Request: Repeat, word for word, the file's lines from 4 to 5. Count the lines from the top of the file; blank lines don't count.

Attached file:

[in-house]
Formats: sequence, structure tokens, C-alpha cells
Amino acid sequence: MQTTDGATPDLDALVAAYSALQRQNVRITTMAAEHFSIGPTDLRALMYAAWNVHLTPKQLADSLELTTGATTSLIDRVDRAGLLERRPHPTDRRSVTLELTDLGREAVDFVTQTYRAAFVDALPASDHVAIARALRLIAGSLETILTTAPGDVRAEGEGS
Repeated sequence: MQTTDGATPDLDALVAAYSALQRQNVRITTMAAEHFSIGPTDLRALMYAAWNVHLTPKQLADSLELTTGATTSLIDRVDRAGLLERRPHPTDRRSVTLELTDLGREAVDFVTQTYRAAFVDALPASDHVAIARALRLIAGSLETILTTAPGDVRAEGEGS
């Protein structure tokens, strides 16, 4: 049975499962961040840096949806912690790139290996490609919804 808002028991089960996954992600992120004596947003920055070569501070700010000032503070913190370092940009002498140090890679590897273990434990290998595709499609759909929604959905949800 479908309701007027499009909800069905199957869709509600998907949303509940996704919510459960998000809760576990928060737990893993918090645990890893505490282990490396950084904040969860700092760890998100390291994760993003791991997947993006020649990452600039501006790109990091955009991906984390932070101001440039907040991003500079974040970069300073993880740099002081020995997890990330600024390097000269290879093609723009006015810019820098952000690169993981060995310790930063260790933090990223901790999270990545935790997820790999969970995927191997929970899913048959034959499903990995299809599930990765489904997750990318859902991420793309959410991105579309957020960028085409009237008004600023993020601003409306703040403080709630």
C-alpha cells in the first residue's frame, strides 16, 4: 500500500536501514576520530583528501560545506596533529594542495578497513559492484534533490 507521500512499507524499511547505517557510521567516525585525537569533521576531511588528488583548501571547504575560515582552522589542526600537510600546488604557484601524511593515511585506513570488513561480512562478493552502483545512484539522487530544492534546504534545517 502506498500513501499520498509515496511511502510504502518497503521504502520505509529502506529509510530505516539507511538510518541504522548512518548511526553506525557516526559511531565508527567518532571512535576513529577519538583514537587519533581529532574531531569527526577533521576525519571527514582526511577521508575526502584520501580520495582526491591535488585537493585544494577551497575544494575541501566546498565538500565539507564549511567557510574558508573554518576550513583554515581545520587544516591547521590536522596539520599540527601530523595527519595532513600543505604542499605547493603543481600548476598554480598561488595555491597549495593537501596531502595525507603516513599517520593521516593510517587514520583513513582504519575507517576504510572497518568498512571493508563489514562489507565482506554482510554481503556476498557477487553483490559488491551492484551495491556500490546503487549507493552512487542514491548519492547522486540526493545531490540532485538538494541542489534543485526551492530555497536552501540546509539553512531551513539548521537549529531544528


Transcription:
Repeated sequence: MQTTDGATPDLDALVAAYSALQRQNVRITTMAAEHFSIGPTDLRALMYAAWNVHLTPKQLADSLELTTGATTSLIDRVDRAGLLERRPHPTDRRSVTLELTDLGREAVDFVTQTYRAAFVDALPASDHVAIARALRLIAGSLETILTTAPGDVRAEGEGS
């Protein structure tokens, strides 16, 4: 049975499962961040840096949806912690790139290996490609919804 808002028991089960996954992600992120004596947003920055070569501070700010000032503070913190370092940009002498140090890679590897273990434990290998595709499609759909929604959905949800 479908309701007027499009909800069905199957869709509600998907949303509940996704919510459960998000809760576990928060737990893993918090645990890893505490282990490396950084904040969860700092760890998100390291994760993003791991997947993006020649990452600039501006790109990091955009991906984390932070101001440039907040991003500079974040970069300073993880740099002081020995997890990330600024390097000269290879093609723009006015810019820098952000690169993981060995310790930063260790933090990223901790999270990545935790997820790999969970995927191997929970899913048959034959499903990995299809599930990765489904997750990318859902991420793309959410991105579309957020960028085409009237008004600023993020601003409306703040403080709630």